• Ksiazek T.G.
      • Erdman D.
      • Goldsmith C.S.
      • et al.
      A novel Coronavirus associated with severe acute respiratory syndrome.
      • Zaki A.M.
      • van Boheemen S.
      • Bestebroer T.M.
      • Osterhaus A.D.
      • Fouchier R.A.
      Isolation of a novel coronavirus from a man with pneumonia in Saudi Arabia.
      Respiratory illnesses occurred throughout the calendar year, but most commonly in the first and fourth calendar quarters and least commonly in the third calendar quarter. In both age groups, coronaviruses accounted for approximately 20% of illnesses and 44% to 48% of illnesses with which a virus was associated. Because coronavirus infections were the focus of this study, we were more likely to identify coronavirus-associated illnesses due to serologic diagnosis of coronavirus infection in addition to the multiplex RT-PCR assay that detected fewer infections. Enteroviruses/rhinoviruses were as likely to be identified as coronaviruses, using only RT-PCR the results of which clinically could be available sooner than acute and convalescent serology results. Viral co-infections occurred as in other reports.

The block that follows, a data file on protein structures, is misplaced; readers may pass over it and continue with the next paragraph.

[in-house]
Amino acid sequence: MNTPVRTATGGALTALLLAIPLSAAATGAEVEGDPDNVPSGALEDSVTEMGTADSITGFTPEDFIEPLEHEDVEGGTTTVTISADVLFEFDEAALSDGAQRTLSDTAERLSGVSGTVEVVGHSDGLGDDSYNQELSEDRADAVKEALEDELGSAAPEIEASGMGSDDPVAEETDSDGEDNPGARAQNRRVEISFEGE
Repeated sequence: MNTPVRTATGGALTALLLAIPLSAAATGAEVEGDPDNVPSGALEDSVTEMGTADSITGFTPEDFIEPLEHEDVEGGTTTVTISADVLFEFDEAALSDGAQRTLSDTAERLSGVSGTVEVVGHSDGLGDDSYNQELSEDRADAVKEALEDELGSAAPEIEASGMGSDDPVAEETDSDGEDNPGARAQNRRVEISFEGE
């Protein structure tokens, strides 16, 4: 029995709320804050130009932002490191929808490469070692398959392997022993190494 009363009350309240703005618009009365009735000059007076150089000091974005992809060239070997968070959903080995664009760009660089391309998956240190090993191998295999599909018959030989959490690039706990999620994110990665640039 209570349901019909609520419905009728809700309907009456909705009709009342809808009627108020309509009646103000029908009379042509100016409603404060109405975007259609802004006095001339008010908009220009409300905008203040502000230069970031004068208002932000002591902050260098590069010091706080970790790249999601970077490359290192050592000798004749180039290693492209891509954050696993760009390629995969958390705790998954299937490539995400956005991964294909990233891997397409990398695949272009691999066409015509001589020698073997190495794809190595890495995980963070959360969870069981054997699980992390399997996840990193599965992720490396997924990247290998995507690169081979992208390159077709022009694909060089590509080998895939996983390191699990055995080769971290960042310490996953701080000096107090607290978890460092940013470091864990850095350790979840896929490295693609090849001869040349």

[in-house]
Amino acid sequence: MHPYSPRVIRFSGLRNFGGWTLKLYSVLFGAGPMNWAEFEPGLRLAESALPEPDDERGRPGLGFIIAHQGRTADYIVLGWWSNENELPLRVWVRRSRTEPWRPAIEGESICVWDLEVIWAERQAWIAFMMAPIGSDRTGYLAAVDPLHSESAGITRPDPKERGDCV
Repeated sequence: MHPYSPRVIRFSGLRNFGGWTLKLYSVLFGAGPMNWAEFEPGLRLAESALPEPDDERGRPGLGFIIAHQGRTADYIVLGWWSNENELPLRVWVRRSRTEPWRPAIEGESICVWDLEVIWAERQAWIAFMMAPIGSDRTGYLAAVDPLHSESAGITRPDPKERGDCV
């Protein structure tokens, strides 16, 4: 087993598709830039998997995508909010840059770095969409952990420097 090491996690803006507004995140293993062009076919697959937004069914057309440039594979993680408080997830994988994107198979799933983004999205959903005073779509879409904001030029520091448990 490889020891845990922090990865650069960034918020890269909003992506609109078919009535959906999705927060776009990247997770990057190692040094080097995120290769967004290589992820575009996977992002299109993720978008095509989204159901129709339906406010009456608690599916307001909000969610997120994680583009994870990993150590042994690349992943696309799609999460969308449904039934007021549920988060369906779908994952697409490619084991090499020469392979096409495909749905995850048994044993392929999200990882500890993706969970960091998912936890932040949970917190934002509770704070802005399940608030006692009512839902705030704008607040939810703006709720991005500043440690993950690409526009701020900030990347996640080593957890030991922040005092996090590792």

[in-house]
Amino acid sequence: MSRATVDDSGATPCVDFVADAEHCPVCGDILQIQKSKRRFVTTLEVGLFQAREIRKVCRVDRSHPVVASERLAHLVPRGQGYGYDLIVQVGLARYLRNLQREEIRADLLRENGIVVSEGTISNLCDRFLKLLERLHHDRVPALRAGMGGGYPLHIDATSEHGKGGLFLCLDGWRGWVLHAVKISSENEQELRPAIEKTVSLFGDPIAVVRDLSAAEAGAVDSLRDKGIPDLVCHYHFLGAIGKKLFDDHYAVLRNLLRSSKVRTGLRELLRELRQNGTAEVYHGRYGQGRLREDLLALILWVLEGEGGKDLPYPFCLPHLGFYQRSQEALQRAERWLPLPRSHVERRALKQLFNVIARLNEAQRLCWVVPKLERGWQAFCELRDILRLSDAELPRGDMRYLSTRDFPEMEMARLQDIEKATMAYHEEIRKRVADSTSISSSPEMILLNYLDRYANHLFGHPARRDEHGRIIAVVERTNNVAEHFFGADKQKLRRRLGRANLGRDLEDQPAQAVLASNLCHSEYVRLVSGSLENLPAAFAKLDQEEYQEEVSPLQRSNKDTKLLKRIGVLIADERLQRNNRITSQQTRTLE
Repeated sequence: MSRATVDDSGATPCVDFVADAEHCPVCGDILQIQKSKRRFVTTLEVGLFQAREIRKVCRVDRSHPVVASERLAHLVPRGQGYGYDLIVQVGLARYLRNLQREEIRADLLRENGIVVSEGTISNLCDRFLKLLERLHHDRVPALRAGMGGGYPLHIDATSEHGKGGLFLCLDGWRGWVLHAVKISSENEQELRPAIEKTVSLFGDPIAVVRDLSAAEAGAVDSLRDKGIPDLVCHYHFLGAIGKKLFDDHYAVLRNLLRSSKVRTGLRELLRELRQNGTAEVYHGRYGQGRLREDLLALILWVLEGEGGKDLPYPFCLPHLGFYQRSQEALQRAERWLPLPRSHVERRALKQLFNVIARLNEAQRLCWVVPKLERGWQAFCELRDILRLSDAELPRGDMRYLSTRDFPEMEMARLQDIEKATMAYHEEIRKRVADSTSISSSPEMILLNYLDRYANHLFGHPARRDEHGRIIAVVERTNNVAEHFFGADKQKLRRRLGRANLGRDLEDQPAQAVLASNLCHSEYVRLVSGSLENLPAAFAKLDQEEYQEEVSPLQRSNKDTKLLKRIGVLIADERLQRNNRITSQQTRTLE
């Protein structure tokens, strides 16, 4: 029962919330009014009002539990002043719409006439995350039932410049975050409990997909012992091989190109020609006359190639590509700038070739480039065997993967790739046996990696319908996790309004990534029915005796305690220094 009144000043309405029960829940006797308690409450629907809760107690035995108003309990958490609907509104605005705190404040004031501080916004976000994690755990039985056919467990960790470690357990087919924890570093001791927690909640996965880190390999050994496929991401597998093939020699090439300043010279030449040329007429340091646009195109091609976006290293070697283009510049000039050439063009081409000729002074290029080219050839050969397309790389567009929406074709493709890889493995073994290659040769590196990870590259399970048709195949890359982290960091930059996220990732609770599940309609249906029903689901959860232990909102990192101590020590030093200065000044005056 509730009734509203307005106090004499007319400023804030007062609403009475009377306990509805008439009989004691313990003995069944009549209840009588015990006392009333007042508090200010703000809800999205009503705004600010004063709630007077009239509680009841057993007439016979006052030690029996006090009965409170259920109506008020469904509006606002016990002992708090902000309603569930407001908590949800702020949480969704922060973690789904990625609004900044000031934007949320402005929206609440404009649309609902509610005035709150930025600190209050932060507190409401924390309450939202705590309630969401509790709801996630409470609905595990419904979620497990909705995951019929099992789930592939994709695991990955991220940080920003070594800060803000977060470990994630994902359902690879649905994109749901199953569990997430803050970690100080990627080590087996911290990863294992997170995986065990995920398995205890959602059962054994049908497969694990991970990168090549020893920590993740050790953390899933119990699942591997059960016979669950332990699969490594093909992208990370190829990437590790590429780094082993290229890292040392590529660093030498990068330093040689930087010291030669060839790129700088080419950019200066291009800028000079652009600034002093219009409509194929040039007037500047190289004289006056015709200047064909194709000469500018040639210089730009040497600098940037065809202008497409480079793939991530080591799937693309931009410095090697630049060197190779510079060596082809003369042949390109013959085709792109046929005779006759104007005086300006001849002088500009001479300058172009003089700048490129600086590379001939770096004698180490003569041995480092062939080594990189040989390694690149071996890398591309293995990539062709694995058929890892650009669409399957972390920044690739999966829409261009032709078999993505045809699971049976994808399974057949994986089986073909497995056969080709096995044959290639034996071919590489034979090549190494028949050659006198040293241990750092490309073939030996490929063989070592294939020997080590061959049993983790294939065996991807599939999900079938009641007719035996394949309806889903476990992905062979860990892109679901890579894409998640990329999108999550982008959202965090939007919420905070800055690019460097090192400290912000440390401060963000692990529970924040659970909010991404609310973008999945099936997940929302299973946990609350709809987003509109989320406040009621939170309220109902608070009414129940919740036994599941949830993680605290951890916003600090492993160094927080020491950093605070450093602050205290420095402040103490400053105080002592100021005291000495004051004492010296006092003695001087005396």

• Lu R.
      • Yu X.
      • Wang W.
      • et al.
      Characterization of human coronavirus etiology in Chinese adults with acute upper respiratory tract infection by real-time RT-PCR assays.
      • Walsh E.E.
      • Shin J.H.
      • Falsey A.R.
      Clinical impact of human coronaviruses 229E and OC43 infection in diverse adult populations.
      The overall incidence of coronavirus-associated illnesses (considering all 4 strains in our study) was higher than that reported previously when testing for 2 strains (HCoV-229E and HCoV-OC43).